Your biggest problem will be dust and clay particles. A Pentax 6x7 is plenty rugged, but handholdable only at moderately high shutter speeds with normal or wide-angle lenses. But the curtain shutter plus mirror will get any dust pretty well dispersed inside the camera. The same would be true to an equal degree for most med format cameras. So you need to take extra precautions when either changing lenses or film, to prevent dust from getting inside. You'll want a soft dishcloth sized microfiber cloth and mist bottle to wipe your camera down before opening it, preferable a distance from all the ruckus, mabye inside a disposable plastic trashcan liner, or at least upon a clean elevated surface. Hard to do under such circumstances - but if you're happen to especially enjoy spotting images afterwards, this event should be heaven. Sand and grit can obviously mechanically affect your lens too. Might want a clear filter over the lens unless it's a clunker you don't
really care about. But I'd disagree about Bill's comment about larger formats and dust - the more film area, the more electrostatic surface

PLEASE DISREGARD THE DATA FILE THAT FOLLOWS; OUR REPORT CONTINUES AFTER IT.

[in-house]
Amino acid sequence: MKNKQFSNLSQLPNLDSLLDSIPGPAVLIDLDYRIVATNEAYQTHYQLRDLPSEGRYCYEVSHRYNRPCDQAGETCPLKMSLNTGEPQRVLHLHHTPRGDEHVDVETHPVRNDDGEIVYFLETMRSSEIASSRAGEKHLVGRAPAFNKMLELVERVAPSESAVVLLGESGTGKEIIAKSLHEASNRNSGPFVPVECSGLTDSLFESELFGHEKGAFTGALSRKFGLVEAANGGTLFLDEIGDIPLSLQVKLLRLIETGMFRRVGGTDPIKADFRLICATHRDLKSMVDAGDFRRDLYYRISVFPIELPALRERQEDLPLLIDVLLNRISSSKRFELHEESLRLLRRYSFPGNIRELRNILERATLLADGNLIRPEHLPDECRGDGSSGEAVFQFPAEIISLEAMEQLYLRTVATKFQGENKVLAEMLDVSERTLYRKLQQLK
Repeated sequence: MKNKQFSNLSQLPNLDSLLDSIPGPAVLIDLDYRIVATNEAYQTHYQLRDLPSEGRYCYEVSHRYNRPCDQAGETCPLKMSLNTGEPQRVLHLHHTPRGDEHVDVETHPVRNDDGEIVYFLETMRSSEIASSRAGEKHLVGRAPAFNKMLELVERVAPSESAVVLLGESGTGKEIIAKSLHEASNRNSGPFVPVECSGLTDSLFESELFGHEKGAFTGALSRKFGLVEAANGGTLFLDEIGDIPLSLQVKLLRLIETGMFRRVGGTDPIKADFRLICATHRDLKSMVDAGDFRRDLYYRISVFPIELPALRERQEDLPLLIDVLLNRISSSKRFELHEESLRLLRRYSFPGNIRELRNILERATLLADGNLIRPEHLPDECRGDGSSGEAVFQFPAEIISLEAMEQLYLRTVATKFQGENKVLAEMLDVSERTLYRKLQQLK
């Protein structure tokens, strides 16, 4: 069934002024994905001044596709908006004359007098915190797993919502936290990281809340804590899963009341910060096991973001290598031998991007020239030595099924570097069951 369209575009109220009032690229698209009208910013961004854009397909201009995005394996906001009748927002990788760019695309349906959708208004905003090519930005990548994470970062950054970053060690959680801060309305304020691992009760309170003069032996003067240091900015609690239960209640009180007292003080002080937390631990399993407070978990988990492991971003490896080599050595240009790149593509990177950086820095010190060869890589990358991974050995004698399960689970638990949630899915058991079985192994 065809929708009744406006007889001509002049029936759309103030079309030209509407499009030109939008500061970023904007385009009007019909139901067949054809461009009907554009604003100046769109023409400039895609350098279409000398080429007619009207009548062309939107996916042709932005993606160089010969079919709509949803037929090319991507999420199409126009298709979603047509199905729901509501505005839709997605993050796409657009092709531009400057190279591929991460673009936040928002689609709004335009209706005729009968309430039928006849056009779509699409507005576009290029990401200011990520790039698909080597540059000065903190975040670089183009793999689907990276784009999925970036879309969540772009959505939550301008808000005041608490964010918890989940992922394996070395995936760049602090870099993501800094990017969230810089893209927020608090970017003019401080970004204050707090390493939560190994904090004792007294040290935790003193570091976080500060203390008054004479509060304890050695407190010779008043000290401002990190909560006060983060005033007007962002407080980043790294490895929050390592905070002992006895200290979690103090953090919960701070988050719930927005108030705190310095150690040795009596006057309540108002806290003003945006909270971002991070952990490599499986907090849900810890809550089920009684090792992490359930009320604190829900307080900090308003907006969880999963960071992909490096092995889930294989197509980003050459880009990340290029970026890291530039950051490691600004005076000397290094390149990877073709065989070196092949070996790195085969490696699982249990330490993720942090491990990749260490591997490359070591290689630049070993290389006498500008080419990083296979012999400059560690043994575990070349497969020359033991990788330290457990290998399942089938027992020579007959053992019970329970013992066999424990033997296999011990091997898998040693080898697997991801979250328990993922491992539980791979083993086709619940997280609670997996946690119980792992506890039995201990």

you have to attract dust, esp if you pull a darkslide.... such things need to be coated with antistatic sprays prior to the trip; and in desert
conditions I've sometimes even taken along a length of speaker wire with a tiny alligator clip at one end and a nail at the other, in order to
ground metal cameras (it actually helps when working from a tripod)... motor winders are about the worst thing I can think of for shooting film in the desert per static attraction to film .... so even when manually advancing film, don't do it too rapidly. And with a big rowdy crowd,
you have to consider not just physical damage to your equip but potential theft.... in other words, don't take your best gear if you have
another option.